Opinion and Editorial

'Human cloud' is central to the new economy

Hamad Obaid Al Mansoori
Filed on September 28, 2020

In 2018, the gig economy was worth $1.3 trillion in the US alone

In the previous article, we went back in time to the end of the 18th century, to witness the hurricane of change that the early industrial revolution brought, allowing intelligent people to ride its waves and become its leaders and directors. While those who insisted on rejecting the new reality, lost everything eventually.

The transformation taking place in today's world is similar, but it is more than just a hurricane; it is a real tsunami that is leaving a profound impact on the world.

Many of the jobs we know would be replaced with advanced technologies. The Internet of Things is penetrating our lives faster than our ability to understand and absorb its developments. Robots and other technological systems supported by artificial intelligence have become capable of performing complex tasks that involve not only physical effort, but also something similar to human thinking. 5G networks will soon be spreading automation on a scale beyond our imagination.

What do these considerations mean for young people, both in employment and entrepreneurship?

Perhaps the following scene could give a clear answer.

Recently, scientifically and technologically advanced societies have begun to suffer from the retirement of the generation of the 60s. These retirees left a gap that is difficult to fill-in by the younger generations, either due to their reasonably smaller population or their tendency towards independence and self-employment or their reluctance to comply with the restrictions associated with traditional jobs.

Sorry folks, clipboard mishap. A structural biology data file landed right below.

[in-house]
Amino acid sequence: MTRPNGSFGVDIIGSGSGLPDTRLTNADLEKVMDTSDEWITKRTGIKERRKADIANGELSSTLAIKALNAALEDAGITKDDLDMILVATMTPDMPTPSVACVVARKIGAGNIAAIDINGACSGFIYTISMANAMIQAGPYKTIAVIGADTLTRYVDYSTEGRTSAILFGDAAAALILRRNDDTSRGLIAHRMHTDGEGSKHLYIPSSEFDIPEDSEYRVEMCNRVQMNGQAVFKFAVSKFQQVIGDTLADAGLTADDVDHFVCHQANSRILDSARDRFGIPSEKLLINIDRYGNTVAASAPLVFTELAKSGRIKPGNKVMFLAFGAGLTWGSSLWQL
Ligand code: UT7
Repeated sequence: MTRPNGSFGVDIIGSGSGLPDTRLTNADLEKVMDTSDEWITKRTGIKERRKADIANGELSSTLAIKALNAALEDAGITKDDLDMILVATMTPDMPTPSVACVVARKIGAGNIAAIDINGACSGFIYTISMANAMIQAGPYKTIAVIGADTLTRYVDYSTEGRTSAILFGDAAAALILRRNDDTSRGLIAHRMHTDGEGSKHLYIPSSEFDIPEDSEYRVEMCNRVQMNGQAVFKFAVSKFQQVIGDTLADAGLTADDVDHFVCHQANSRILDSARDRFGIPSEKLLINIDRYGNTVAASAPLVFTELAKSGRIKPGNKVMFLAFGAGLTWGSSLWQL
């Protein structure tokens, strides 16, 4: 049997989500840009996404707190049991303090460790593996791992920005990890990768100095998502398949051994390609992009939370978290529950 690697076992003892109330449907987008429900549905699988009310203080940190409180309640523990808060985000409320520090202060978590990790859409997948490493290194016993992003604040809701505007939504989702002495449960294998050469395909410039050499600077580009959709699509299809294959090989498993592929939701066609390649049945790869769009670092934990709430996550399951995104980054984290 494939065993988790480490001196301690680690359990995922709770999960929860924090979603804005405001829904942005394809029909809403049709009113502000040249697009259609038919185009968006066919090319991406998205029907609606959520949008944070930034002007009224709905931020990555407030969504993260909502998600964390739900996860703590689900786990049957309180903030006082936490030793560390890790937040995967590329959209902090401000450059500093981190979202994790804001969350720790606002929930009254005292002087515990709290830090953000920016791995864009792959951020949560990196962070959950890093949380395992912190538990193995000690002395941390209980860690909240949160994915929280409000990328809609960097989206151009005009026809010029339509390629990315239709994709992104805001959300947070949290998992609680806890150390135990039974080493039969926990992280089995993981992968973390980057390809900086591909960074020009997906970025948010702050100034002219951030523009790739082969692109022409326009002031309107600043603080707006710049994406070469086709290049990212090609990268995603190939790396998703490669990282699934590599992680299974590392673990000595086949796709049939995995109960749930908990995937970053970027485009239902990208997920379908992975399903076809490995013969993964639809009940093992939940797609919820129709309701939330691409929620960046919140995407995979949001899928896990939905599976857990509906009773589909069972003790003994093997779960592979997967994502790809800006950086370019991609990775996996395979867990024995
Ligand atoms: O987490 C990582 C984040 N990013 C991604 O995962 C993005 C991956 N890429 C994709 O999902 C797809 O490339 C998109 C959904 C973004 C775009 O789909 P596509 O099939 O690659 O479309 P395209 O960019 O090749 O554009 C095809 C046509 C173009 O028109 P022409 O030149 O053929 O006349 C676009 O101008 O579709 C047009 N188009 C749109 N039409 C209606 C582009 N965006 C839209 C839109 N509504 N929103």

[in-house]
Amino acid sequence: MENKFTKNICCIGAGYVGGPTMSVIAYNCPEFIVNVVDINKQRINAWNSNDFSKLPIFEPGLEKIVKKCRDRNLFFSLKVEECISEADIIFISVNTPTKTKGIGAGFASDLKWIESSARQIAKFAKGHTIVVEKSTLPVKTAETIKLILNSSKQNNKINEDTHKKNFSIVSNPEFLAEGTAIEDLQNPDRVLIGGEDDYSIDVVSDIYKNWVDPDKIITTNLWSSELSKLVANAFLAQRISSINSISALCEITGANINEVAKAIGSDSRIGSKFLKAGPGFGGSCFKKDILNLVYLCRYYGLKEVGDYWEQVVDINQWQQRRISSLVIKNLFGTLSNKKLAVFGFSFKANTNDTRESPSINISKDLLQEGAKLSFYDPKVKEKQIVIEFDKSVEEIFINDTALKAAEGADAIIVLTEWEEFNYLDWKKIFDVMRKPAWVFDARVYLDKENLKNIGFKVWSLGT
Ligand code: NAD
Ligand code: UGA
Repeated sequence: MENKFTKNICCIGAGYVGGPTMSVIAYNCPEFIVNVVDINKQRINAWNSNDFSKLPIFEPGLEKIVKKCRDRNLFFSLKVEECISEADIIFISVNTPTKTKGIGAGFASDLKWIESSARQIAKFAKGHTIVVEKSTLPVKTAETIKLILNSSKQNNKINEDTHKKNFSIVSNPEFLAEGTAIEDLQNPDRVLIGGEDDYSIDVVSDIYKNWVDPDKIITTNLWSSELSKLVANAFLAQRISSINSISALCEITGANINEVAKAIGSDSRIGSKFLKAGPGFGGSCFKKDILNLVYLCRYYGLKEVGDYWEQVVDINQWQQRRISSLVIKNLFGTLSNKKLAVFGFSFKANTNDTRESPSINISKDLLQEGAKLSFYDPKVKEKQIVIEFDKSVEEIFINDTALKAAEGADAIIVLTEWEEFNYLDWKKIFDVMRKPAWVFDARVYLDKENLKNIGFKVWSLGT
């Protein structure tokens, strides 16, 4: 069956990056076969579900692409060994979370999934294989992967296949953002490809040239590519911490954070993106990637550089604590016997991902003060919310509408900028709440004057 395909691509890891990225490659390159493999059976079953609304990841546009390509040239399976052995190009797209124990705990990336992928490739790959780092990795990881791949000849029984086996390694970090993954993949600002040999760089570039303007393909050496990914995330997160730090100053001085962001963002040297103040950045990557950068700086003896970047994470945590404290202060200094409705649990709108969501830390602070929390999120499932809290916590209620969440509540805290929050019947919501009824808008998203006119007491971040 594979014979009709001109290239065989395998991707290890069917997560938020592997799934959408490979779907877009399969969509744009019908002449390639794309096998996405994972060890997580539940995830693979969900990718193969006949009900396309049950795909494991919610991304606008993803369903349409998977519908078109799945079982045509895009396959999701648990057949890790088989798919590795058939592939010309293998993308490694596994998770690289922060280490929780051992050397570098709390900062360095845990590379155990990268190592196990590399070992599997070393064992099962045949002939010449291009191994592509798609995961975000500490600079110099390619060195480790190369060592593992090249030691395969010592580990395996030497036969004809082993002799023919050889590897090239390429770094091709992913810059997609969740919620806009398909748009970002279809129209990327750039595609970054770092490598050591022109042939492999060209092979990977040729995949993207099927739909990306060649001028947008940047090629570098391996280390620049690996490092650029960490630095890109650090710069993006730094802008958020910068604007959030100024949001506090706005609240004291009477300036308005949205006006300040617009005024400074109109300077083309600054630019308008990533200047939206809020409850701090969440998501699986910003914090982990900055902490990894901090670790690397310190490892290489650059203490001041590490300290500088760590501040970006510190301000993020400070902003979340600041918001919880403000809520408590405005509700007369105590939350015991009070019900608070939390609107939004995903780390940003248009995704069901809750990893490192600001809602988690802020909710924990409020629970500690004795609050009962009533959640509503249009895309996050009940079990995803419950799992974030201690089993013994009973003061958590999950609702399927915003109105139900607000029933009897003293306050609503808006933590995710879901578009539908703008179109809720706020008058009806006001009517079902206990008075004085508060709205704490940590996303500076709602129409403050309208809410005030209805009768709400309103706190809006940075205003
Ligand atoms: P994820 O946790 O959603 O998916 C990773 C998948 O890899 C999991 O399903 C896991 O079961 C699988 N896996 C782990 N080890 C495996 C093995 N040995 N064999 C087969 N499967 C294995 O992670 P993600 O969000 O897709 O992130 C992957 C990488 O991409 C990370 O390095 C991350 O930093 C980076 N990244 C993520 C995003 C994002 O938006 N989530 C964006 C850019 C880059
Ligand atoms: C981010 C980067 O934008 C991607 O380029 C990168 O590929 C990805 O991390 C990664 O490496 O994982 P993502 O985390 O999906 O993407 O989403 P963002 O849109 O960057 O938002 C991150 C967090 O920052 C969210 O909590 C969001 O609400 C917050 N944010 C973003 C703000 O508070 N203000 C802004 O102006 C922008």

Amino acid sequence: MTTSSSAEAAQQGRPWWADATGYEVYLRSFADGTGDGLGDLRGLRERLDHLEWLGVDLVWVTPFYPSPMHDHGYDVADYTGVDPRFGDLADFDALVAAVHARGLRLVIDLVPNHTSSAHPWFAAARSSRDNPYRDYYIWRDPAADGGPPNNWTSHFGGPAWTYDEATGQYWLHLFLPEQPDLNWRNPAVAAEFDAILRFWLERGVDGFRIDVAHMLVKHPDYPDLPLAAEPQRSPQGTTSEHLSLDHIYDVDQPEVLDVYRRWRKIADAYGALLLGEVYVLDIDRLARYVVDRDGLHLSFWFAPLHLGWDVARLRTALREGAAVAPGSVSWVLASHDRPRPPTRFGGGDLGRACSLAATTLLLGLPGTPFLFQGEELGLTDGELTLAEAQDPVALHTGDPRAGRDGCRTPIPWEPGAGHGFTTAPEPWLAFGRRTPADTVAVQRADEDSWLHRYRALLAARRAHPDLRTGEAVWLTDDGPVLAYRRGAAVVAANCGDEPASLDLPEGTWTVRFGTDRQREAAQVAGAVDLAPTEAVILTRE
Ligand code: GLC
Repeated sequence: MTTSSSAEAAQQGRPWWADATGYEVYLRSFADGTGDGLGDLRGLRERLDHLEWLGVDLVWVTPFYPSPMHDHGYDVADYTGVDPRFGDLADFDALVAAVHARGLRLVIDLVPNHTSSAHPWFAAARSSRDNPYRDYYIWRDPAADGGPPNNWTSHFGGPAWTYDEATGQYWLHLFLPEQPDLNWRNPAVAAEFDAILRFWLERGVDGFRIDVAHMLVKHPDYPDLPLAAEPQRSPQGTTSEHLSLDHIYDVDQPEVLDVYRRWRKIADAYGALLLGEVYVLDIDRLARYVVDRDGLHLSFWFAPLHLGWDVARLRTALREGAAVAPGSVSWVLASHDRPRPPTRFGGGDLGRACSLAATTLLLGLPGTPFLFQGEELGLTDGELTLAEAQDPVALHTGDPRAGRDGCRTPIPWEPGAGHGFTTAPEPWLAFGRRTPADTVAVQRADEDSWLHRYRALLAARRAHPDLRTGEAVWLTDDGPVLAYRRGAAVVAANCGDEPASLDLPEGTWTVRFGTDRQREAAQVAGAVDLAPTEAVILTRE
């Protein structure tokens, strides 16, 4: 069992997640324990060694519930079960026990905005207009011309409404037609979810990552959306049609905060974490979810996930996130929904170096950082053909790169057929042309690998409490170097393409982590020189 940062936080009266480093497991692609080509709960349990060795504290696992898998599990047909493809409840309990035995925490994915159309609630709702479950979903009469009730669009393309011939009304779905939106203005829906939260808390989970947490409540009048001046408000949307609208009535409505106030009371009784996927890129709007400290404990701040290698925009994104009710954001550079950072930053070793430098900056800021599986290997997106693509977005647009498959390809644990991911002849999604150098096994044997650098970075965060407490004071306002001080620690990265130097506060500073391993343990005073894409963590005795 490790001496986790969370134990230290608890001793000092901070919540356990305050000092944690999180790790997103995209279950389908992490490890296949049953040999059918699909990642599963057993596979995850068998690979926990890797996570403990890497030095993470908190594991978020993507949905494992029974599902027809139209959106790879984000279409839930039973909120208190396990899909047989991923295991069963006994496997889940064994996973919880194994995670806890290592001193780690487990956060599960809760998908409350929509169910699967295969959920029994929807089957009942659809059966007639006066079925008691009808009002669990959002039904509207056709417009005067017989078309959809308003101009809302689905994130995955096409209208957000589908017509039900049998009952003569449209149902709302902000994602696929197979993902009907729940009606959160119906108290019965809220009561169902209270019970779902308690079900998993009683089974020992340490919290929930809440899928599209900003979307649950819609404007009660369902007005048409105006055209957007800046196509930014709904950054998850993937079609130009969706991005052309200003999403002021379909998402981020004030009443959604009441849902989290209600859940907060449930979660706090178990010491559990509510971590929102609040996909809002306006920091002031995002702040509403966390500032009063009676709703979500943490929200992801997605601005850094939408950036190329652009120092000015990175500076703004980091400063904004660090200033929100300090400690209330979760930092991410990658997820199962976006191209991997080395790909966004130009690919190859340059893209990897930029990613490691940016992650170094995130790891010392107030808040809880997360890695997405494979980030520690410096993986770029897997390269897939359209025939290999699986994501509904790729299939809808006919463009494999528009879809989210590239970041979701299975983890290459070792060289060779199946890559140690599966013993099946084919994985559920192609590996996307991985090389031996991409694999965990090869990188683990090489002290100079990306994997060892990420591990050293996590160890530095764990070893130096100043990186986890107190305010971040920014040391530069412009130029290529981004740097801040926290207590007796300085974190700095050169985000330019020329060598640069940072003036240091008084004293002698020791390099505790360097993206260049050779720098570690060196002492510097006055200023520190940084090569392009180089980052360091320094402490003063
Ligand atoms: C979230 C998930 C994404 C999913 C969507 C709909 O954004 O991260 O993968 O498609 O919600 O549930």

On the other hand, the less-developed societies in Asia, Africa, and elsewhere suffer from a steady increase in the number of unemployed smart youth graduating from disciplines such as computer programming, design, development, media, content and others.

There is a need here and a need there, and between the two, there is the Internet with its tremendous capabilities, making it possible to break the link between work and location. As a result, we have what is known as the gig economy, or the people's economy.

In this economy, you can rent your talent, your car, your business skills, or your ideas to get money, while the other party gets the services it needs. However, the condition for the success of this equation is that the two parties have a good relation with the mediator (the Internet). They should be among those who rode the wave of change and not those who complained or rejected the new developments.

In 2018, the gig economy was worth $1.3 trillion in the US alone. Did we say the US? Well, this is not really accurate; the reason is that 70 per cent of this huge amount was transferred to Asian countries such as India, Pakistan, Bangladesh and others through what is known as 'human cloud', the mainstay of the new economy.

Hamad Obaid Al Mansoori is the Head of Digital Government and Director General, TRA

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